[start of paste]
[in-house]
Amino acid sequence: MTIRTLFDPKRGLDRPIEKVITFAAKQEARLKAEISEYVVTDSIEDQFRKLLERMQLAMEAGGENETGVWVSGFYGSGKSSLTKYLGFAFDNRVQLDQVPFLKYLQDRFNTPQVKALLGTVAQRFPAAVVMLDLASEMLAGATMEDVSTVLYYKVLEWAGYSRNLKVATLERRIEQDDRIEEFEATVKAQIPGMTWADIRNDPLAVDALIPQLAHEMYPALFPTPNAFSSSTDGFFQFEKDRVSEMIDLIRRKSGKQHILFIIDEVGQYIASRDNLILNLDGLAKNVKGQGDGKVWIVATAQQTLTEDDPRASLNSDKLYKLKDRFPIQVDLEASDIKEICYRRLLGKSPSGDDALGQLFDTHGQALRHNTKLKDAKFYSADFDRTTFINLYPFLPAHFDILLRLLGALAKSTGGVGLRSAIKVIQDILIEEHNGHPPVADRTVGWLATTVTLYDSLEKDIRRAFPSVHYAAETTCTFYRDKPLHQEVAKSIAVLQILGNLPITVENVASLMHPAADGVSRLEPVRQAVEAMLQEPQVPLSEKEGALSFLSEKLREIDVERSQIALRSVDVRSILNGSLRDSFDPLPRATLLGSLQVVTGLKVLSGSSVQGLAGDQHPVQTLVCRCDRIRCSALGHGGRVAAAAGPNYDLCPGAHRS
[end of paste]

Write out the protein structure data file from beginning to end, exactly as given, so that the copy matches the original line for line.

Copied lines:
[in-house]
Amino acid sequence: MTIRTLFDPKRGLDRPIEKVITFAAKQEARLKAEISEYVVTDSIEDQFRKLLERMQLAMEAGGENETGVWVSGFYGSGKSSLTKYLGFAFDNRVQLDQVPFLKYLQDRFNTPQVKALLGTVAQRFPAAVVMLDLASEMLAGATMEDVSTVLYYKVLEWAGYSRNLKVATLERRIEQDDRIEEFEATVKAQIPGMTWADIRNDPLAVDALIPQLAHEMYPALFPTPNAFSSSTDGFFQFEKDRVSEMIDLIRRKSGKQHILFIIDEVGQYIASRDNLILNLDGLAKNVKGQGDGKVWIVATAQQTLTEDDPRASLNSDKLYKLKDRFPIQVDLEASDIKEICYRRLLGKSPSGDDALGQLFDTHGQALRHNTKLKDAKFYSADFDRTTFINLYPFLPAHFDILLRLLGALAKSTGGVGLRSAIKVIQDILIEEHNGHPPVADRTVGWLATTVTLYDSLEKDIRRAFPSVHYAAETTCTFYRDKPLHQEVAKSIAVLQILGNLPITVENVASLMHPAADGVSRLEPVRQAVEAMLQEPQVPLSEKEGALSFLSEKLREIDVERSQIALRSVDVRSILNGSLRDSFDPLPRATLLGSLQVVTGLKVLSGSSVQGLAGDQHPVQTLVCRCDRIRCSALGHGGRVAAAAGPNYDLCPGAHRS